“Inside the G.O.P.’s State Party Problem”

I had missed this NYT piece from a few days ago:

State Republican parties in roughly half of the most important battleground states are awash in various degrees of dysfunction, debt and disarray.

In Arizona, the chairman of the state’s Republican Party recently resigned after a leaked tape surfaced in which he appeared to offer a bribe to persuade a candidate to stay out of a Senate race.

In Georgia, the state party’s treasury has shrunk by more than 75 percent as it has spent more than $1.3 million on legal fees since 2023, largely to defend fake electors facing criminal charges, including the former party chairman. And in Nevada, the party chairman is himself under indictment for his role as a fake elector in the 2020 election.

With former President Donald J. Trump tightening his grip on the Republican presidential nomination, the widespread problems have caused deepening concern among top Republican officials. There is no one explanation for the disparate party struggles in the swing states that matter most for the presidency. But across the map, state parties have become combat zones for the broader struggles inside the G.O.P. between the party’s old guard and its ascendant Trump wing, with rifts that can prove divisive and costly.

The situation is especially acute in Michigan, where a vicious power struggle remains unresolved. Pete Hoekstra, the new party chairman officially recognized by the Republican National Committee, remains locked out of the state party servers and emails by the person clinging to power, Kristina Karamo. That fight comes as questions mount over where all the money has gone in the state.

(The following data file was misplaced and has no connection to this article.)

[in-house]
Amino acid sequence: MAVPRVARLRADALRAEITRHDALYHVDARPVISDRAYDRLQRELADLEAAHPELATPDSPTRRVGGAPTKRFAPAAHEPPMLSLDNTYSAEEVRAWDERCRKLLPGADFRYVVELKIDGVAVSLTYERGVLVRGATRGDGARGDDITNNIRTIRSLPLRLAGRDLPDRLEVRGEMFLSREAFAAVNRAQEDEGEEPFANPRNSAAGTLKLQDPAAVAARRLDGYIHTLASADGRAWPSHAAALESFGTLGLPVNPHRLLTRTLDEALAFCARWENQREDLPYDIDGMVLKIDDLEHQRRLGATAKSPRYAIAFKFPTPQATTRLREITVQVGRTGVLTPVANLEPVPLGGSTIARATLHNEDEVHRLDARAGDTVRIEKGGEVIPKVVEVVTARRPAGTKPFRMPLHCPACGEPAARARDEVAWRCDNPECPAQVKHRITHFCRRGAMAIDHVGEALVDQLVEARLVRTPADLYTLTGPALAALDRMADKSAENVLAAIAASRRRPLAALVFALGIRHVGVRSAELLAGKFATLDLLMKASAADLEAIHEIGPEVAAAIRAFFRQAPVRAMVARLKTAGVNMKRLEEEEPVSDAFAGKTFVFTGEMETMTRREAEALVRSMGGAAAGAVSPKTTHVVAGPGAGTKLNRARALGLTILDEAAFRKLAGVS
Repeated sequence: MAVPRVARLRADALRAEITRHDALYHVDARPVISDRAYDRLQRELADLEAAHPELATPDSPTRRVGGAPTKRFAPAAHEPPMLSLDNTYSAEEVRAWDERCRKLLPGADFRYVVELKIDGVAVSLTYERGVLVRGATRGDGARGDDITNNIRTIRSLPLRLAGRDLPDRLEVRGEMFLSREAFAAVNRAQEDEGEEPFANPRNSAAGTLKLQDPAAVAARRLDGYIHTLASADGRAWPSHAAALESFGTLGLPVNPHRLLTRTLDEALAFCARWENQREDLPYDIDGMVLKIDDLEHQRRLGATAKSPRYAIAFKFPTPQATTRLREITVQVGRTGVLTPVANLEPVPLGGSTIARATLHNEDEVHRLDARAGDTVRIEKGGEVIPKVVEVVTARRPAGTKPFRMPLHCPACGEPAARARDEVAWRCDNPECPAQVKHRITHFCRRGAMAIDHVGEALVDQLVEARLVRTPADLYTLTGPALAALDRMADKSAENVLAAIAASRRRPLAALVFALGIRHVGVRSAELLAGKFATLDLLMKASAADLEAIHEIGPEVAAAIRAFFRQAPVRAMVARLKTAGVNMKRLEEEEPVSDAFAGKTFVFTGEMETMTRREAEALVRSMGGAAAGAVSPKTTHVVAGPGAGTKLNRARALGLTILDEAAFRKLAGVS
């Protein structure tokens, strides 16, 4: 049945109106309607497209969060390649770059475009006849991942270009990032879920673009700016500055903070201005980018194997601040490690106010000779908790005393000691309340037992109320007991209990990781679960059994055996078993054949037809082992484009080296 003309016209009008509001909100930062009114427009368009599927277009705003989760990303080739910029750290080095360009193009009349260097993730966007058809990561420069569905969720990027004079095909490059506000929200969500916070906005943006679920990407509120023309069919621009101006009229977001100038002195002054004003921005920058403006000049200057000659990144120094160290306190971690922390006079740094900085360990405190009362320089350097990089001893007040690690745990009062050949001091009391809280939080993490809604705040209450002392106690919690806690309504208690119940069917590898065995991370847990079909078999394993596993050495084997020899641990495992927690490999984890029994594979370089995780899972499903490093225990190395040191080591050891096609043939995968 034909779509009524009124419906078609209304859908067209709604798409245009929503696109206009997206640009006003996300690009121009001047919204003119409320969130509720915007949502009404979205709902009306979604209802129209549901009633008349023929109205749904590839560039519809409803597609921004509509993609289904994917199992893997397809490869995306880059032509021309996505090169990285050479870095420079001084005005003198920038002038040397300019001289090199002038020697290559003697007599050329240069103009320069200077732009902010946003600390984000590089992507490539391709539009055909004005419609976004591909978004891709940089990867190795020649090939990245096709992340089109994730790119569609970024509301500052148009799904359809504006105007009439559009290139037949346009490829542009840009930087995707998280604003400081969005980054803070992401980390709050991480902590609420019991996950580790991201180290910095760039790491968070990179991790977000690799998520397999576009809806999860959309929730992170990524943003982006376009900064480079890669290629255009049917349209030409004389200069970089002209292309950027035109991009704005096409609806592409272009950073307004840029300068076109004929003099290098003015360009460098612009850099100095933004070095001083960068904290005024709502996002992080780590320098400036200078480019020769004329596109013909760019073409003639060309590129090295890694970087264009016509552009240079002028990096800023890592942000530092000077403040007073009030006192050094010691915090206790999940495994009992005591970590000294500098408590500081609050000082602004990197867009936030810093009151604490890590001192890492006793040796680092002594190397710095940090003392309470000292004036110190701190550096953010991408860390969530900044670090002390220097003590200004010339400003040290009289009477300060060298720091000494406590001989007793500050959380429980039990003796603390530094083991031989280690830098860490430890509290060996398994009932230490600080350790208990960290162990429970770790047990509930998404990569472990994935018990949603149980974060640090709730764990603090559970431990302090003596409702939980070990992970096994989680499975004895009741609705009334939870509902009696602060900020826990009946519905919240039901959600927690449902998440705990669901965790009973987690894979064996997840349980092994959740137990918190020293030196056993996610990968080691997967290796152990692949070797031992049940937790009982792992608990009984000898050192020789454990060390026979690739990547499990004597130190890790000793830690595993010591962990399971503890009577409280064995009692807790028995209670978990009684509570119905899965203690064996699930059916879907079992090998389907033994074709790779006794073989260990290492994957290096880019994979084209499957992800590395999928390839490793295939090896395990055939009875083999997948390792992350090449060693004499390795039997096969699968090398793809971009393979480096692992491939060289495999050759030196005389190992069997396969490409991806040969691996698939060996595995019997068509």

A top lawyer for House Republicans wrote an unusually acidic letter last month to the Michigan state party, accusing party officials of “inexplicably” squandering the $263,000 they had been given by the campaign arm of House Republicans on “exorbitant” and unnecessary expenses that would do almost nothing to help Republicans keep hold of the House.

“We are growing increasingly alarmed,” the general counsel to the campaign arm, the National Republican Congressional Committee, wrote in the letter.

Strategists who have worked on past presidential campaigns say that state parties matter and that, when effective, they can serve as some of the most important unseen and unsung forces in national politics. They provide an efficient way for the national party to inject cash into key states and to coordinate field operations up and down the ballot, while allowing campaigns to leverage cheaper postage rates and unrivaled local know-how….

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